Did you know October 7 is World Financial Planning Day? This date was established by Financial Planning Standards Board Ltd. (FPSB) and its global network of affiliates to raise public awareness of the value of financial planning. The FPSB Network represents nearly 190,000 CERTIFIED FINANCIAL PLANNER® professionals across 27 territories worldwide.
In the United States, the CFP Board maintains the professional standard for Certified Financial Planner® certification. Through a rigorous process of education, examination, experience, and ethical requirements, a CFP® professional represents the highest level of competence in financial planning. Individuals are required to take coursework on financial plan and then pass an examination. They are also required to complete a certain amount of field experience, independently or as an apprentice to a CFP®. The final requirement regarding ethics, mandates that an individual commit to always acting in a client’s best interest and submitting to extensive background checks.
CFP®s are available to provide comprehensive financial planning, which ends up being much more than investment advice. As the CFP® designation suggests, you will get financial guidance specific to your needs. Additionally, you get a uniquely designed, comprehensive plan which reflects your needs, wishes, past experience, and future goals. This is what you can expect when you contact the team at Heritage Advisory Group. The world right now is volatile and uncertain. People are anxious and guarded about their money and assets, and concerned about what the future will look like. The team at Heritage will take the time to listen and create a personalized plan for to achieve short- and long-term goals. On to the interview with Greg!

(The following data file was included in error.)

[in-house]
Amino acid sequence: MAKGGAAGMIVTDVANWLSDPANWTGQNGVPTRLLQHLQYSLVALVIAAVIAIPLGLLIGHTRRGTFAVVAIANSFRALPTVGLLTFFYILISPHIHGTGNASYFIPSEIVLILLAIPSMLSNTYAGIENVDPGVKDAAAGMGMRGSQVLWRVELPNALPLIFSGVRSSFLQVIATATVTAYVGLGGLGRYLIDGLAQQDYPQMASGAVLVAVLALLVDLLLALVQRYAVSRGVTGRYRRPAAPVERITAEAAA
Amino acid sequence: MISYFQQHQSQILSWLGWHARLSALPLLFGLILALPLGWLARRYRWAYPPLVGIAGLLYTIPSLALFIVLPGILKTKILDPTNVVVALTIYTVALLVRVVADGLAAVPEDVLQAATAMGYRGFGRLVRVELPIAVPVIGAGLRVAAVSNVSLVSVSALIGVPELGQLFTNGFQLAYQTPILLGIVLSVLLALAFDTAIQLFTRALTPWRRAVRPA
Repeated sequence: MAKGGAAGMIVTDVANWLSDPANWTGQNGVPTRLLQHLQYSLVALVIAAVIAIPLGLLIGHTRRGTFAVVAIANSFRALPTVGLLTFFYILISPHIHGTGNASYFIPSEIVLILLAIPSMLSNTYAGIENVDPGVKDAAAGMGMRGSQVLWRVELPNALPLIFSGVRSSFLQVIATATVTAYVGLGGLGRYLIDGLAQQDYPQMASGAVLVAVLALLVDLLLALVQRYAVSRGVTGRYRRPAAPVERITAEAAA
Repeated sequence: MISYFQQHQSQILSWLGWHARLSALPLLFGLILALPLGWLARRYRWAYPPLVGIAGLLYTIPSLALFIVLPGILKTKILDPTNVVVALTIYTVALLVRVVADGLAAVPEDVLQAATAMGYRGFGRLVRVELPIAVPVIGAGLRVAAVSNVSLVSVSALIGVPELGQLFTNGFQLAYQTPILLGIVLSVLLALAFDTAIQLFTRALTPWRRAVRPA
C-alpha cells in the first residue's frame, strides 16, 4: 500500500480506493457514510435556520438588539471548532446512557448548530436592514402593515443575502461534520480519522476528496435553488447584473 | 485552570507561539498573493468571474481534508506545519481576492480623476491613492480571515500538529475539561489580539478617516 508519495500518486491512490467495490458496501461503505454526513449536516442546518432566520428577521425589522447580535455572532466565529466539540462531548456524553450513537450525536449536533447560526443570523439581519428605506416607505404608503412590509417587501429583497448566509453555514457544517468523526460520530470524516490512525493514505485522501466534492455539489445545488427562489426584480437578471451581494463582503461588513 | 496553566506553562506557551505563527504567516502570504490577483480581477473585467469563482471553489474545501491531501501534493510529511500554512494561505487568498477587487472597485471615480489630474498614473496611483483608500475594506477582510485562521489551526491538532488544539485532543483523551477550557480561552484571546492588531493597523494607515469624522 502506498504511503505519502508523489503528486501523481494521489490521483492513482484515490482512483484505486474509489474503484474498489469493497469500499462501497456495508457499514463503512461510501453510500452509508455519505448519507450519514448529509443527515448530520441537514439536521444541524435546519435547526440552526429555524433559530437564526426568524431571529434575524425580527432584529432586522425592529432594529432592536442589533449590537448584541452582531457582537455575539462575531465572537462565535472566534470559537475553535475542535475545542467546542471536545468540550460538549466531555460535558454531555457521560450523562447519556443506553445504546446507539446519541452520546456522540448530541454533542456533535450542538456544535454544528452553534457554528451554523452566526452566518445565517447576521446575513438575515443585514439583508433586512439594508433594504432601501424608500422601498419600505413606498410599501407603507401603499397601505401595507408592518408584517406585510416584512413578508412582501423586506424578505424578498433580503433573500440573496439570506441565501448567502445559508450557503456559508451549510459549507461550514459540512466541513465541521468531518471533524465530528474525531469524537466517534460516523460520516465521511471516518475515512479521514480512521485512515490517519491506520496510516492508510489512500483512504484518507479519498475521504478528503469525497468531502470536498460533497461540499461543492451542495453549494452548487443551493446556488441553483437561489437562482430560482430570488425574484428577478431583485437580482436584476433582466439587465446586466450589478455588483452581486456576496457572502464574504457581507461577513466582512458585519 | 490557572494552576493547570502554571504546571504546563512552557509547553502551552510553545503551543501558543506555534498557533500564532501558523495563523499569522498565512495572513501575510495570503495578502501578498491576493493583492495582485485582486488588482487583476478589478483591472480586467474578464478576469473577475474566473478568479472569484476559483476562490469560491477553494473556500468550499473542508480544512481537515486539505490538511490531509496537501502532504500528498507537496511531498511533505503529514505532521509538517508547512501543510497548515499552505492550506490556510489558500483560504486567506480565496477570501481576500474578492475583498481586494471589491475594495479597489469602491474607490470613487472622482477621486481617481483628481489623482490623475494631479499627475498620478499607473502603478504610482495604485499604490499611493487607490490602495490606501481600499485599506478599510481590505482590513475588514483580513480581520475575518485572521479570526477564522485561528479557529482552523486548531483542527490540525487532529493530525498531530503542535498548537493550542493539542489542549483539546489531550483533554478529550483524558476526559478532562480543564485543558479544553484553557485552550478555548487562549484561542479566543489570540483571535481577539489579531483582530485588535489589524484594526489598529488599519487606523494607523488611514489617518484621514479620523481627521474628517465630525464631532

Let’s start with the basics: how did you get into the business of financial planning?
I’m a bit of a unique case. My roots trace back to my senior year in high school when I joined the stock market club. I joined to get a better idea of how the stock market works and found that I really enjoyed it. The teacher that ran the club (also happened to be a Lincoln client) saw how much I enjoyed the club and approached me after school one day about a part time job offering that she had heard about at Lincoln Investment. That was when I came to work for Jonathan and Susan for a few hours every day after school doing very basic clerical work. I tried to soak up and learn as much as I could about retirement planning and the customer service that goes along with managing people’s money. I had no idea that 20+ years later I would still be here and still learning every day. It was one of the best decisions I ever made!
In your view, what is a common roadblock that prevents people from achieving their financial goals?
I think financial goals are like any other goal. It requires planning, monitoring, and follow through to get there. The biggest place where people fall down is having the consistent discipline to do those three things.
For someone new to saving and investing, where do you suggest people start?
From my own personal experience and professional perspective I think having a budget is the first place to start and critical to laying out any financial plan. Knowing how much money is coming in and going out per month is the first step in planning for any financial goal or need. From there you can build off of that to allocate what portion of your income is left to put towards your emergency fund, retirement plan, or extra savings. Don’t let it get overwhelming, keep it as simple as possible and know that it can/probably will change over time.